After climbing the mountains around Lake Bled on day 2 of our Slovenia trip, on day 3 we took the bus to Lake Bohinji in Triglav National Park.
From there we hiked a few miles up to Stara Fuzina and on through Mostnica Gorge to the waterfall at its Northern end.
Mostnica Gorge itself is at times extremely narrow and you literally have to climb between roots and tree trunks to make your way through. Towards the end, though, you walk through a valley and are presented with beautiful vistas of the Julian Alps.
It’s been almost two years since M and I went to Berchtesgaden, so it was time again for our bi-annual hiking trip. So after landing in Ljubljana, we took the bus to Lake Bled and spent a couple of days there.
I highly recommend the hike up Osojnica Hill. It is pretty steep at times, but the views of the lake and its surroundings from up there are simply breathtaking.
I couldn’t get enough of the postcard-worthy views of Bled Island and the vegetation around Lake Bled.
From our hotel room balcony we had a direct view of Bled Castle. And despite some rain on the first night and discouraging weather forecasts for the week, the new day welcomed us with this gorgeous view.
In my quest to visit the capitals of Europe, I was able to cross another one off the list this month: Ljubljana, capital of Slovenia.
The city is rather small, but features an interesting combination of architectural styles: The small, sometimes dilapidated houses in the Old Town had a Mediterranean flair, almost like Rome.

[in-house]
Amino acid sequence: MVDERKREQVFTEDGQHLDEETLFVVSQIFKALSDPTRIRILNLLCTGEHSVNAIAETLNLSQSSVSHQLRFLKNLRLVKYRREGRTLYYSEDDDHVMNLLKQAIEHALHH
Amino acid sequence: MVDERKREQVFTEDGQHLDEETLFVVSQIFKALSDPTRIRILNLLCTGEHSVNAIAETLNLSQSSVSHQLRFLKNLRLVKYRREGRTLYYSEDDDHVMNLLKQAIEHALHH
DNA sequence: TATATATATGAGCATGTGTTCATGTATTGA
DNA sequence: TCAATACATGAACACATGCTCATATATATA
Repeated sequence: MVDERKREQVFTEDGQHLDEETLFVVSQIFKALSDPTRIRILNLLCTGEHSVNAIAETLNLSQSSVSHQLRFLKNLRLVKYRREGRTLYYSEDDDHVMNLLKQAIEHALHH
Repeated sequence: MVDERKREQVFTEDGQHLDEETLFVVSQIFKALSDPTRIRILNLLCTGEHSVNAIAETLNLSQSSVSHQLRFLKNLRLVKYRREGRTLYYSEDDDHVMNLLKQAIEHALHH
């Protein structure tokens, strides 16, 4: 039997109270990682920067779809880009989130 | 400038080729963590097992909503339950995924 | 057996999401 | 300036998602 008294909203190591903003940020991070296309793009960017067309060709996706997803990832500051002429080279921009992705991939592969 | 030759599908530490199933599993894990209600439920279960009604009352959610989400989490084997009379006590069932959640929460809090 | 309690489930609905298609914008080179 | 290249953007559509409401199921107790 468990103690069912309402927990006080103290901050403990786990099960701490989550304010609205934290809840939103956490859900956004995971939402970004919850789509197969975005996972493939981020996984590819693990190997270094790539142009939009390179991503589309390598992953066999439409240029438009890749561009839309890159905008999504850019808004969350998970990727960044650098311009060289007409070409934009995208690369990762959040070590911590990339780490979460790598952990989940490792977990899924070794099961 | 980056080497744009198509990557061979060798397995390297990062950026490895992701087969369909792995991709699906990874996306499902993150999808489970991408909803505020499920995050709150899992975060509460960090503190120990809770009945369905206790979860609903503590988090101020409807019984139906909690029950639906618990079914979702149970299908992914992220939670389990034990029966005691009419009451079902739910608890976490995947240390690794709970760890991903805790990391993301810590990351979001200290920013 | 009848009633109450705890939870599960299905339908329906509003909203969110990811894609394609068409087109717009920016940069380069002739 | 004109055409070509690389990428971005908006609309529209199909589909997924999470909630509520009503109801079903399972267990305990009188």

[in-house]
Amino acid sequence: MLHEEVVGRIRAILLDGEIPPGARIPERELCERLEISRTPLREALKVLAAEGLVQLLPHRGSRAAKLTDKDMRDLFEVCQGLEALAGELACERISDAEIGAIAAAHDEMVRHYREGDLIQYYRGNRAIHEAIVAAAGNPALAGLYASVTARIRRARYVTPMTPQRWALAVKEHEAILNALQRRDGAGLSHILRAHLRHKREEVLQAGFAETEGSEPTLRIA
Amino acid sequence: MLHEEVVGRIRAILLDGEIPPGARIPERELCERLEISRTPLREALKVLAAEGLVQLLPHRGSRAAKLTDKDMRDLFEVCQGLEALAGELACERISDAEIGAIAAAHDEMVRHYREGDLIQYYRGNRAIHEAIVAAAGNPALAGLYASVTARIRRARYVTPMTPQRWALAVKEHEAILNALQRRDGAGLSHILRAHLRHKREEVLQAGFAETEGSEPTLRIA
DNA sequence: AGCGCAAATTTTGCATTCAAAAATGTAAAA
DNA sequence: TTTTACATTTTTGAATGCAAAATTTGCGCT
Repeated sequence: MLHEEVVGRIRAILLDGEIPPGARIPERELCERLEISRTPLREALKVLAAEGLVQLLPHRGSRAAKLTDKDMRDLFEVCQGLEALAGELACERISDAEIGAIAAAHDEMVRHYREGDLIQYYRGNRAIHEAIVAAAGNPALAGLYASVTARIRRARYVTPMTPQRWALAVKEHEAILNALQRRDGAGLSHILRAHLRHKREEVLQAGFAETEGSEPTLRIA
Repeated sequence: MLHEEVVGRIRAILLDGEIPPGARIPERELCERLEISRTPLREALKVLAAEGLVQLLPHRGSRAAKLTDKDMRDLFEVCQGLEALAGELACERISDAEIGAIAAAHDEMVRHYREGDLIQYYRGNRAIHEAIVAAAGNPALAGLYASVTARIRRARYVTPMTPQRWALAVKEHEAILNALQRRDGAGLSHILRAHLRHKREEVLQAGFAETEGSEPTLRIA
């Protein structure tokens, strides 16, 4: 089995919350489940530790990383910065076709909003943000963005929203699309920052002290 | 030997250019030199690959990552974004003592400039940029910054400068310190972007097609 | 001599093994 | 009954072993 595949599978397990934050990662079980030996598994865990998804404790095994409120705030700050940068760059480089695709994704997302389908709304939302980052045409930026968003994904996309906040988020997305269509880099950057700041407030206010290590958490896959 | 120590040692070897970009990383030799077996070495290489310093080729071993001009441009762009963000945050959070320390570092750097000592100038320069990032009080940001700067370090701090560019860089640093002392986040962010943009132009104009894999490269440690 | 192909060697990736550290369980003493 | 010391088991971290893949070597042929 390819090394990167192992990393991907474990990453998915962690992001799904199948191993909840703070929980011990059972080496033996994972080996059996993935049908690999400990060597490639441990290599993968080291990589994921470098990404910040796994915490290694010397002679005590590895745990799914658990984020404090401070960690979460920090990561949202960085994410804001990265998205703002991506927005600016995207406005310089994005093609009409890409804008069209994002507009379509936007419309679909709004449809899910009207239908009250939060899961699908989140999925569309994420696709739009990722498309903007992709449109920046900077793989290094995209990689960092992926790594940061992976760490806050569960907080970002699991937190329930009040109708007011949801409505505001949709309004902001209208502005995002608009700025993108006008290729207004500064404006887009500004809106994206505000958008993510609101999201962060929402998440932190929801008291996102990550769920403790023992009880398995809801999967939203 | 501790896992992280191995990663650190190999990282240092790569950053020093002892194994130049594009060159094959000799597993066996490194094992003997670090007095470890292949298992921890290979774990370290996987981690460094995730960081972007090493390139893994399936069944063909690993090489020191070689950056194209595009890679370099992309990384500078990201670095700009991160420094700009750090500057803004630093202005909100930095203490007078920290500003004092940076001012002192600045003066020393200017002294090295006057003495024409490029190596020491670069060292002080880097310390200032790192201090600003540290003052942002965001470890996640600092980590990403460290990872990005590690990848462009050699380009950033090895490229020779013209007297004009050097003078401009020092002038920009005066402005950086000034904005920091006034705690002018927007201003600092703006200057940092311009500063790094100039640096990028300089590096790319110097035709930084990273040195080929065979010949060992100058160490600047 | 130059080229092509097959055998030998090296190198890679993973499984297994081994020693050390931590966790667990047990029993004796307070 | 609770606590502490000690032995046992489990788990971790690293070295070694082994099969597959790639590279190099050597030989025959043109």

On the other hand there are places like Republic Square and several residential high-rise buildings whose architecture seems influenced by Soviet ideals.
And of course there is classic architecture from when Slovenia was under Habsburg rule that might just as well fit in Vienna.
My love of old cities had already taken me down to Rothenburg ob der Tauber and Heidelberg, so I don’t know why I had never been to Ghent, which is a lot closer. However, while all of these places feature beautiful medieval architecture, Ghent feels the most vibrant. Unlike Rothenburg, which forbids any changes that alter the cities appearance, Ghent feels more alive as it also incorporates modern elements in beautiful symbioses. And it is build around several rivers and canals which – as you can probably tell from the number of photos – has its very own appeal.
The weather the first day wasn’t great, so all of that day’s pictures a bit gloomy.
I got a very early start on the second day and was rewarded by these beautiful sights during the blue hour.
On my way home, a final look back at the church towers that define Ghent’s skyline and are visible from almost anywhere in the city.
Getting up at two o’clock this morning wasn’t easy, but being able to see the sun rise over the Ruhr from the Tetrahedron in Bottrop was so worth it.
After Lübeck’s sights in part 1, this post is dedicated to the less splendid but no less interesting parts of town: signs of companies that have been in business for a long time; signs of companies that have been out of business for a long time. Starting with the now defunct Eden cinema that even has its own Wikipedia page.
Over the Easter holiday I spent two days in Lübeck, Northern Germany. With some of the highlights already published on my Instagram, here’s the full report.
Coming from the train station, you enter the city through Holstentor, its most iconic landmark.
Lübeck Cathedral with Mühlenteich.
The townhall below is particularly curious: it combines several different materials, colors and styles while also lacking a clear architectural focal point.
In general, I just fell in love with the historic crow-stepped gable town houses you find everywhere.
Model of the historic city center with Holstentor on the left, town hall in the center and the cathedral at the bottom: